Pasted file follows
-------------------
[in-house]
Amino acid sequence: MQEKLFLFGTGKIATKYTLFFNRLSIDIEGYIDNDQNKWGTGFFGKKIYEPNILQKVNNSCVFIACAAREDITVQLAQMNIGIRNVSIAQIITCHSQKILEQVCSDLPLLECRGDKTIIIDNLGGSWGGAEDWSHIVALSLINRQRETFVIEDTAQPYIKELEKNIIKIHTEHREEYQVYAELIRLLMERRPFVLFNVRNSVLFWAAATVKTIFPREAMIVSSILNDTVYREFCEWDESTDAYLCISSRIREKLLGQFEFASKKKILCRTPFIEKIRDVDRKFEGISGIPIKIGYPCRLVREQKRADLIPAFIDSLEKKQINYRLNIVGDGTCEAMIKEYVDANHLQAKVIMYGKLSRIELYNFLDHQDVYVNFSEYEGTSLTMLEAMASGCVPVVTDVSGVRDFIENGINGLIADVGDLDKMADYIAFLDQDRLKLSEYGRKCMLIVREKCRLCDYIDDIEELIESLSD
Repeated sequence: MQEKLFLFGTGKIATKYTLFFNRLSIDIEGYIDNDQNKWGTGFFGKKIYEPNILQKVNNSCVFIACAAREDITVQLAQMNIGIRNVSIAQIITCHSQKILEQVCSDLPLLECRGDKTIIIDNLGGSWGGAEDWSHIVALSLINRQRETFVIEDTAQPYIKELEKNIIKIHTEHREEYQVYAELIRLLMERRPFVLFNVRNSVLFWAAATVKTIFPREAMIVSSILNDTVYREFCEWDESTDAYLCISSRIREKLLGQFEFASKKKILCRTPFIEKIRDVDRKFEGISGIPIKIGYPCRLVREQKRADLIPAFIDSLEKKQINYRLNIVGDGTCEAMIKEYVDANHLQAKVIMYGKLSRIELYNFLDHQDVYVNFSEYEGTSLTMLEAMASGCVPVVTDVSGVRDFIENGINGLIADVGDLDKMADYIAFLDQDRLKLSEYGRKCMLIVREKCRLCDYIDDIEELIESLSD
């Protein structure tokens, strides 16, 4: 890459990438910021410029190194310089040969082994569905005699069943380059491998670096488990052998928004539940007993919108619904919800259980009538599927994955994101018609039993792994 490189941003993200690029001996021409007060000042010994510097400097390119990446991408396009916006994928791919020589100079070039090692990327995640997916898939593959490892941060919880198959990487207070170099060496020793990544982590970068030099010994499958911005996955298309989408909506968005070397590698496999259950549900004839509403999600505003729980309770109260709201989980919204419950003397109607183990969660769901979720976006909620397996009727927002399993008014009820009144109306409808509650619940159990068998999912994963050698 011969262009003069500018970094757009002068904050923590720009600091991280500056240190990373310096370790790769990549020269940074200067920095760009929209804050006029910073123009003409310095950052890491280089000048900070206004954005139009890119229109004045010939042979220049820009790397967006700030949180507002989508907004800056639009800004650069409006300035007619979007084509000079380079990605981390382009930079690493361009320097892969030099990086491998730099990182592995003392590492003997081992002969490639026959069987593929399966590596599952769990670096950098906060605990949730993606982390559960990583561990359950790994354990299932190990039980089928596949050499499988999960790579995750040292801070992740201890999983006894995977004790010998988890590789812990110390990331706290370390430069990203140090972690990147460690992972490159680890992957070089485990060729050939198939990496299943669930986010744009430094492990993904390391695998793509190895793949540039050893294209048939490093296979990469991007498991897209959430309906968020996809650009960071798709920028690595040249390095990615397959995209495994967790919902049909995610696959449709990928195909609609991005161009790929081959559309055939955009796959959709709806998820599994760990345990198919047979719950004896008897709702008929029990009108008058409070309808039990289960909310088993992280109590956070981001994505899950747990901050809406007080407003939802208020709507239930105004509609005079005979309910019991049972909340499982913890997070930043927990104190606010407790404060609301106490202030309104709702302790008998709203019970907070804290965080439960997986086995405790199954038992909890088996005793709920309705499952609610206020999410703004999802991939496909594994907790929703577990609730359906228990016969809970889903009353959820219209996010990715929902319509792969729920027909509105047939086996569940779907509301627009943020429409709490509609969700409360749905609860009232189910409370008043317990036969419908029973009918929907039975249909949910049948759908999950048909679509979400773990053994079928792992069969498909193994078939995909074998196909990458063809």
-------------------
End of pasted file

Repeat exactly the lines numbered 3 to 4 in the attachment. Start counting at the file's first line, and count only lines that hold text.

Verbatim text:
Repeated sequence: MQEKLFLFGTGKIATKYTLFFNRLSIDIEGYIDNDQNKWGTGFFGKKIYEPNILQKVNNSCVFIACAAREDITVQLAQMNIGIRNVSIAQIITCHSQKILEQVCSDLPLLECRGDKTIIIDNLGGSWGGAEDWSHIVALSLINRQRETFVIEDTAQPYIKELEKNIIKIHTEHREEYQVYAELIRLLMERRPFVLFNVRNSVLFWAAATVKTIFPREAMIVSSILNDTVYREFCEWDESTDAYLCISSRIREKLLGQFEFASKKKILCRTPFIEKIRDVDRKFEGISGIPIKIGYPCRLVREQKRADLIPAFIDSLEKKQINYRLNIVGDGTCEAMIKEYVDANHLQAKVIMYGKLSRIELYNFLDHQDVYVNFSEYEGTSLTMLEAMASGCVPVVTDVSGVRDFIENGINGLIADVGDLDKMADYIAFLDQDRLKLSEYGRKCMLIVREKCRLCDYIDDIEELIESLSD
């Protein structure tokens, strides 16, 4: 890459990438910021410029190194310089040969082994569905005699069943380059491998670096488990052998928004539940007993919108619904919800259980009538599927994955994101018609039993792994 490189941003993200690029001996021409007060000042010994510097400097390119990446991408396009916006994928791919020589100079070039090692990327995640997916898939593959490892941060919880198959990487207070170099060496020793990544982590970068030099010994499958911005996955298309989408909506968005070397590698496999259950549900004839509403999600505003729980309770109260709201989980919204419950003397109607183990969660769901979720976006909620397996009727927002399993008014009820009144109306409808509650619940159990068998999912994963050698 011969262009003069500018970094757009002068904050923590720009600091991280500056240190990373310096370790790769990549020269940074200067920095760009929209804050006029910073123009003409310095950052890491280089000048900070206004954005139009890119229109004045010939042979220049820009790397967006700030949180507002989508907004800056639009800004650069409006300035007619979007084509000079380079990605981390382009930079690493361009320097892969030099990086491998730099990182592995003392590492003997081992002969490639026959069987593929399966590596599952769990670096950098906060605990949730993606982390559960990583561990359950790994354990299932190990039980089928596949050499499988999960790579995750040292801070992740201890999983006894995977004790010998988890590789812990110390990331706290370390430069990203140090972690990147460690992972490159680890992957070089485990060729050939198939990496299943669930986010744009430094492990993904390391695998793509190895793949540039050893294209048939490093296979990469991007498991897209959430309906968020996809650009960071798709920028690595040249390095990615397959995209495994967790919902049909995610696959449709990928195909609609991005161009790929081959559309055939955009796959959709709806998820599994760990345990198919047979719950004896008897709702008929029990009108008058409070309808039990289960909310088993992280109590956070981001994505899950747990901050809406007080407003939802208020709507239930105004509609005079005979309910019991049972909340499982913890997070930043927990104190606010407790404060609301106490202030309104709702302790008998709203019970907070804290965080439960997986086995405790199954038992909890088996005793709920309705499952609610206020999410703004999802991939496909594994907790929703577990609730359906228990016969809970889903009353959820219209996010990715929902319509792969729920027909509105047939086996569940779907509301627009943020429409709490509609969700409360749905609860009232189910409370008043317990036969419908029973009918929907039975249909949910049948759908999950048909679509979400773990053994079928792992069969498909193994078939995909074998196909990458063809």